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Time to Rein in Federal Spending

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The debate in Congress over the extension of the Bush tax cuts has obscured the issue of government spending. After all, it is because members of Congress love to spend money that isn’t theirs that we “need” an income tax to begin with.

Government spending is out of control. The federal budget is fast approaching $4 trillion. The budget deficit is over a trillion dollars. The national debt will soon top $14 trillion, as it rises by billions of dollars each day.

This crisis is not just because the Democrats are in power. Under the Bush presidency for eight years and a mostly Republican Congress for six of those years a $150 billion surplus in 2001 turned into a $1 trillion deficit in 2008. The federal budget increased by over $1 trillion. The national debt doubled. And during the last six years of the Clinton presidency, it was the Republicans that controlled both the House and the Senate.

The fact that the Republicans recently regained control of the Congress won’t mean anything when it comes to reining in government spending since in their “Pledge to America” the Republicans promise to “protect our entitlement programs for seniors and future generations” and only call for a reduction in government spending to the level it was during the Bush presidency.

All the statist proposals in the Democratic and Republican parties to rein in government spending are nothing more than bandaids: baseline budgeting, a Balanced Budget Amendment, automatic across-the-board spending cuts, sunset provisions, spending increases limited to the rate of inflation, spending caps based on GDP, deficit reduction targets, budget enforcement rules, elimination of earmarks, deficit commissions, elimination of unnecessary spending, temporary freezes on certain categories of spending, rollbacks to some previous level, non-binding public voting on spending cuts, and, of course, cutting waste, fraud, and abuse.

The only way to rein in government spending is by the wholesale elimination of departments, agencies, commissions, administrations, corporations, councils, boards, and bureaus with all of their programs and personnel.

Of the sixteen executive branch Cabinet-level departments, a limited Constitutional case could be made only for the departments of State, Treasury, Justice, and Defense. Any legitimate operations of the Departments of Homeland Security and Veterans Affairs could be subsumed under the Department of Defense. This means that the functions and bureaucracies of the Departments of Agriculture, Commerce, Education, Energy, Health and Human Services, Housing and Urban Development, Interior, Labor, and Transportation should be eliminated in their entirety. The original four departments (Justice, State, Treasury, and War) might conceivably serve some useful purpose — but only if they were scaled down considerably, and especially the Defense Department, which spends most of its budget on empire and offense.

Next to go would have to be the alphabet soup of government agencies like the SEC, DEA, FEMA, FTC, FCC, OSHA, EPA, BATF, NASA, FDA, EEOC, LSC, TVA, NEA, FHA, NEH, CPB, SBA, NIH, NLRB, USAID, and NTSB.

This means no more funding for income redistribution schemes like Medicare, Medicaid, Social Security, SCHIP, food stamps, WIC, TANF, housing subsidies, foreign aid, refundable tax credits, Head Start, the National School Lunch Program, unemployment benefits, and farm subsidizes.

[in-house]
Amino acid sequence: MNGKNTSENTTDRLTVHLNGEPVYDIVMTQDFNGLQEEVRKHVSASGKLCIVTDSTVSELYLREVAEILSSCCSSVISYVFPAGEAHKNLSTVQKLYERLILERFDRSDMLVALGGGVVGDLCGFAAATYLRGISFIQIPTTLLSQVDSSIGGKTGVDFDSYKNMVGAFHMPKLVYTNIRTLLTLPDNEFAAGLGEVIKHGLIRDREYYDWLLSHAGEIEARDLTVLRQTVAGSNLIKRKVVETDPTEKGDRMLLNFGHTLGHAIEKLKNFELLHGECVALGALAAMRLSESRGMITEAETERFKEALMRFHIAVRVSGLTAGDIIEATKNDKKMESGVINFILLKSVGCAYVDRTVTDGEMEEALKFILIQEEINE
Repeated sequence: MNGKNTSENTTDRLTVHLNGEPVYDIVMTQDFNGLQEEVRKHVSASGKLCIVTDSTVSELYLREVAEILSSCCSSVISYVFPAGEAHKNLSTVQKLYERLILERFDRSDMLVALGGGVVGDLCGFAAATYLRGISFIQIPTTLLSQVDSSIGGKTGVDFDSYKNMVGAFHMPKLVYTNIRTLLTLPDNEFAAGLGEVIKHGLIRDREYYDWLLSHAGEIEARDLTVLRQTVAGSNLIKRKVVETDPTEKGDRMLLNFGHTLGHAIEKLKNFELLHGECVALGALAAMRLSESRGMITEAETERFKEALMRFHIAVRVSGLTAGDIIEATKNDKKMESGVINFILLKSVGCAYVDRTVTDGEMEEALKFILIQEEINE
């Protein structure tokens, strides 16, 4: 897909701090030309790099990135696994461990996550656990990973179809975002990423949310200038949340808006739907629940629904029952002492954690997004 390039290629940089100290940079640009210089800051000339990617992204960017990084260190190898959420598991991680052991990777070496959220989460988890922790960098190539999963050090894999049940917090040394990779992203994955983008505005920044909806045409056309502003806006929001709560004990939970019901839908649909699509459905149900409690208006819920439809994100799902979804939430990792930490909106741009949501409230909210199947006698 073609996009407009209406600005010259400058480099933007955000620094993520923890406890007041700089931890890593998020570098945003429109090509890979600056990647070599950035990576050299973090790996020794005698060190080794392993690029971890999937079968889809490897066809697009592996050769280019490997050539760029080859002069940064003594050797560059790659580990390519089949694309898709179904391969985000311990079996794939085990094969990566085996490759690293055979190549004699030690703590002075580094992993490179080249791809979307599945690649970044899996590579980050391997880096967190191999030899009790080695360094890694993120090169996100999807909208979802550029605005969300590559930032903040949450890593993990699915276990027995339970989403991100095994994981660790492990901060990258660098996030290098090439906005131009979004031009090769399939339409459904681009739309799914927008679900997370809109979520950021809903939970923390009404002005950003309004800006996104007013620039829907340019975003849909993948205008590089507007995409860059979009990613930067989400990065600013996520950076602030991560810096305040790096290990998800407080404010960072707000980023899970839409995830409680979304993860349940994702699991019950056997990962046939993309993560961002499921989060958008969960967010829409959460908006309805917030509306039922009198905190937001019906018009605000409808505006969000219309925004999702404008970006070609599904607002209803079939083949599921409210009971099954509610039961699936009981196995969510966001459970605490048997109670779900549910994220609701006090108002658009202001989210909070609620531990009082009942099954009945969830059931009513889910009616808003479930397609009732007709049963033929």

This also means no more funding for science, education, medical research, or climate change studies.

Oh, and there should be no office of surgeon general or drug czar, AIDS czar, or faith-based czar.

In other words, strictly limit government spending to only what is constitutionally authorized — just like James Madison, Grover Cleveland, and Davy Crockett believed.

When Congress appropriated $15,000 to assist some French refugees, Congressman Madison objected, saying: “I cannot undertake to lay my finger on that article of the Constitution which granted a right to Congress of expending, on objects of benevolence, the money of their constituents.”

President Cleveland vetoed a bill passed by Congress to provide financial assistance to farmers suffering from a drought. In his veto message Cleveland stated:

I can find no warrant for such an appropriation in the Constitution, and I do not believe that the power and duty of the general government ought to be extended to the relief of individual suffering which is in no manner properly related to the public service or benefit. A prevalent tendency to disregard the limited mission of this power and duty should, I think, be steadfastly resisted, to the end that the lesson should be constantly enforced that, though the people support the government, the government should not support the people.

And Congressman Crockett responded to a congressional attempt to help the widow of a naval officer:

I will not go into an argument to prove that Congress has no power to appropriate this money as an act of charity. Every member upon this floor knows it. We have the right, as individuals, to give away as much of our own money as we please in charity; but as members of Congress we have no right so to appropriate a dollar of the public money.

Just a cursory reading of article I, section 8, of the Constitution, where the powers of Congress are enumerated, is enough to see that Madison, Cleveland, and Crockett hold the solution to the problem and every member of Congress that defends the welfare/warfare state — that is, every member of Congress except Ron Paul — is part of the problem.

Government spending must be reined in, by dismantling the illegitimate functions of the federal government. It is possible, it is necessary, and it is time.

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